“In recent years,” the Order states, “a series of polemics grounded in poor scholarship has vilified our Founders and our founding. Despite the virtues and accomplishments of this Nation, many students are now taught in school to hate their own country, and to believe that the men and women who built it were not heroes, but rather villains. This radicalized view of American history lacks perspective, obscures virtues, twists motives, ignores or distorts facts, and magnifies flaws, resulting in the truth being concealed and history disfigured. Failing to identify, challenge, and correct this distorted perspective could fray and ultimately erase the bonds that knit our country and culture together.”

Nor does the order shy away from the issue of race beyond the sad but ultimately redemptive chapter of American slavery. “These one-sided and divisive accounts too often ignore or fail to properly honor … our country’s valiant and successful effort to shake off the curse of slavery and to use the lessons of that struggle to guide our work toward equal rights for all citizens in the present. Viewing America as an irredeemably and systemically racist country cannot account for the extraordinary role of the great heroes of the American movement against slavery and for civil rights — a great moral endeavor that, from Abraham Lincoln to Martin Luther King, Jr., was marked by religious fellowship, good will, generosity of heart, an emphasis on our shared principles, and an inclusive vision for the future.”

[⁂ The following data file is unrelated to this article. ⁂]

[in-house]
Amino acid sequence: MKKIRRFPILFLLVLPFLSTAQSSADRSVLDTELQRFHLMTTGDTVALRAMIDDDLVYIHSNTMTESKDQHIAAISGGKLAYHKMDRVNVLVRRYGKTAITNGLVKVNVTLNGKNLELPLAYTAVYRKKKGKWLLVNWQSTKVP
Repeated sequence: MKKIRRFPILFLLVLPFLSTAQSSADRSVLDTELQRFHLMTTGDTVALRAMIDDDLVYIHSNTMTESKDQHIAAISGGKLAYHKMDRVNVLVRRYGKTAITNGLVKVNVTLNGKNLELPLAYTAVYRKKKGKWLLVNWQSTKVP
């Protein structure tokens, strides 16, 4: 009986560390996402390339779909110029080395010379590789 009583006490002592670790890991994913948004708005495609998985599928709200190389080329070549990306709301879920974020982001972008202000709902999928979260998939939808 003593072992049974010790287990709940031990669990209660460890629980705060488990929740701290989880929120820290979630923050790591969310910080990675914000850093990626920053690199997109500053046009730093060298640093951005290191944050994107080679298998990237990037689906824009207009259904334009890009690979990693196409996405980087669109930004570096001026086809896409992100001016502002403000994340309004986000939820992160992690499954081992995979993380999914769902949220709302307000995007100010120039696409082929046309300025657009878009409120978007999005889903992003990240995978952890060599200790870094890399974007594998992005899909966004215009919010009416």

The commission, once formed, will be tasked with producing a report for public dissemination about the core principles of the American founding, advise the president and executive departments and agencies with regard to ensuring “patriotic education,” and prioritize these efforts through federal grants and initiatives. Clearly, there’s a lot of work to do. But the establishment of the 1776 Commission is a good place to start. No nation can long endure without the love and affection of its citizens. We’ve been teaching our children to revile these United States, and we need only look to our streets and our toppled statues to see the fruits of this folly.